Reporter's Notebook Terrorism

Grieving Ethiopians United Against ISIS

Terrorists execute Ethiopian emigres on a Libyan beach. (From an ISIS propaganda video)
ADDIS ABABA, Ethiopia – The murderous attack on Ethiopians by ISIS terrorists shocked Ethiopians, who learned about it in a video released April 19.
The mood then quickly shifted as everyone started crying. There have been marches and the nation is an official mourning period until Saturday.
The beheading of our fellow citizens on a beach in Libya was not something that Ethiopians, including me, expected to see happening.
People here thought the terrorist killings were something that happened far away from Ethiopia and others didn’t even know about previous ISIS attacks. For them it was a brutal and satanic thing that they saw for the first time.
Most of the people I talked to were very sad and yet very angry at the killings of Christians by terrorists of the so-called Islamic State. Some said that they would fight against ISIS if they got the chance and that they would not tolerate any threats from ISIS.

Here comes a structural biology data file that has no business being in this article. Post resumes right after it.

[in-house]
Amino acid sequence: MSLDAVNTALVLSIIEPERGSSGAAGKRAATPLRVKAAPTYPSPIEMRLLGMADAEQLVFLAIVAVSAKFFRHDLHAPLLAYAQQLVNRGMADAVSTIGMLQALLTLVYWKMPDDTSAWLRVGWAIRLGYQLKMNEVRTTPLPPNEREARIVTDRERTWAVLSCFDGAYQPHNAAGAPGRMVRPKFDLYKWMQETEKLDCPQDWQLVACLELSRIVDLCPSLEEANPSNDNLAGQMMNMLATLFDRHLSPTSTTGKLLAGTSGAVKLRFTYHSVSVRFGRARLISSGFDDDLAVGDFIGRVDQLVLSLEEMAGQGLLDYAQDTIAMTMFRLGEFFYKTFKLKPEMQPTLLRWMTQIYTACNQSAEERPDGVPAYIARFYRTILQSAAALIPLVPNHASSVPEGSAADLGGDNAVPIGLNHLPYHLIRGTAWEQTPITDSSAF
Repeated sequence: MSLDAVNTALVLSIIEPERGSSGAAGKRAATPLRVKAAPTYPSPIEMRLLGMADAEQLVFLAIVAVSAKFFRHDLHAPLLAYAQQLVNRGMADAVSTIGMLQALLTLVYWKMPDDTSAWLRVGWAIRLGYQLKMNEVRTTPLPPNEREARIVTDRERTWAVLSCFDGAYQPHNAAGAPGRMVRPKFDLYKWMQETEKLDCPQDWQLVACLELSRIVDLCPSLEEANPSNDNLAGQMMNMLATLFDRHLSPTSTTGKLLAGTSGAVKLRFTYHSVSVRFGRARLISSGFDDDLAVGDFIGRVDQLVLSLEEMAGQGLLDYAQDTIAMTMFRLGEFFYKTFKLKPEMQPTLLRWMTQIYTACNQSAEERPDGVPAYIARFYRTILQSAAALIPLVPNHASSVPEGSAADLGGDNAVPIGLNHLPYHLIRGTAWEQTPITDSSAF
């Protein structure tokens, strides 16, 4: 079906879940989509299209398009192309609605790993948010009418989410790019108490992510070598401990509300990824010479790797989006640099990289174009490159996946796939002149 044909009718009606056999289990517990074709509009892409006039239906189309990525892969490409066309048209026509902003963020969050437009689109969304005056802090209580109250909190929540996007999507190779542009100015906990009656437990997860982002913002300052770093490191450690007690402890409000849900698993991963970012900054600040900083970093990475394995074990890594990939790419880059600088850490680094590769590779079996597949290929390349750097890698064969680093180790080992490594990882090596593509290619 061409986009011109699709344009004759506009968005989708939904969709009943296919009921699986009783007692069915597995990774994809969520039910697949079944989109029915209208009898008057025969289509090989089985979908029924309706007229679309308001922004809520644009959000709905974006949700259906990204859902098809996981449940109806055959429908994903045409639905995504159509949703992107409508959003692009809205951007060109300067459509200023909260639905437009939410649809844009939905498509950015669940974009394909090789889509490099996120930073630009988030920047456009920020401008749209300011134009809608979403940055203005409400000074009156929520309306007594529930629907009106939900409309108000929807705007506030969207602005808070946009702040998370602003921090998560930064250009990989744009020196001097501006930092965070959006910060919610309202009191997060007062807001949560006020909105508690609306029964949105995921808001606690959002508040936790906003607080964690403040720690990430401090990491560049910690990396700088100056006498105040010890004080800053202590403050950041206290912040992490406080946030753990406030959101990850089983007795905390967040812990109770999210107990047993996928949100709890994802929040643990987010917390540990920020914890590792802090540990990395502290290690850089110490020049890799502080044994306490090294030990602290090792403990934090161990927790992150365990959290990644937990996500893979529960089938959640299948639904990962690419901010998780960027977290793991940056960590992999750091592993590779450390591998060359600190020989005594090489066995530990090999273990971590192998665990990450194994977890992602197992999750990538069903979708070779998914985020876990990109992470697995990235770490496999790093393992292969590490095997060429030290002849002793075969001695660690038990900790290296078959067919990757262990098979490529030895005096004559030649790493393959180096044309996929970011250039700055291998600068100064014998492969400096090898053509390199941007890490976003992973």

The insulting way the terrorists killed the Ethiopian captives – by decapitation – made it even more upsetting. People saw it as slaughtering sheep at home, which is a holiday custom in Ethiopia.
On Tuesday, April 21, the national capital of Addis Ababa slowly turned quiet and that night, the government announced that three official days of grieving would begin Wednesday
and end on Saturday.
On Wednesday, there was a rally, organized by the government, at Meskel Square, which is a large gathering place in Addis Ababa, where many local residents came to let out their grief.
The mood here is still sad and bitter.
I believe that this is an act by ISIS to disturb the peace between Muslims and Christians in Ethiopia.
Ethiopia is a country that has about an equal number of Muslims and Christians, with a longstanding culture of harmony and unity.
Some Ethiopians even have names that start with a Muslim name and end with a Christian name and vice versa, showing the long integration and harmony of the two religions.
People here believe that the ISIS killings are acts not of Islam, but of Satan.
For me, something that came out of this horrific misfortune is that despite the awful crime and that sadness it brought, everyone is even more united and standing strong against ISIS.
Dawit Leake is a Junior Reporter from Ethiopia for Youth Journalism International.
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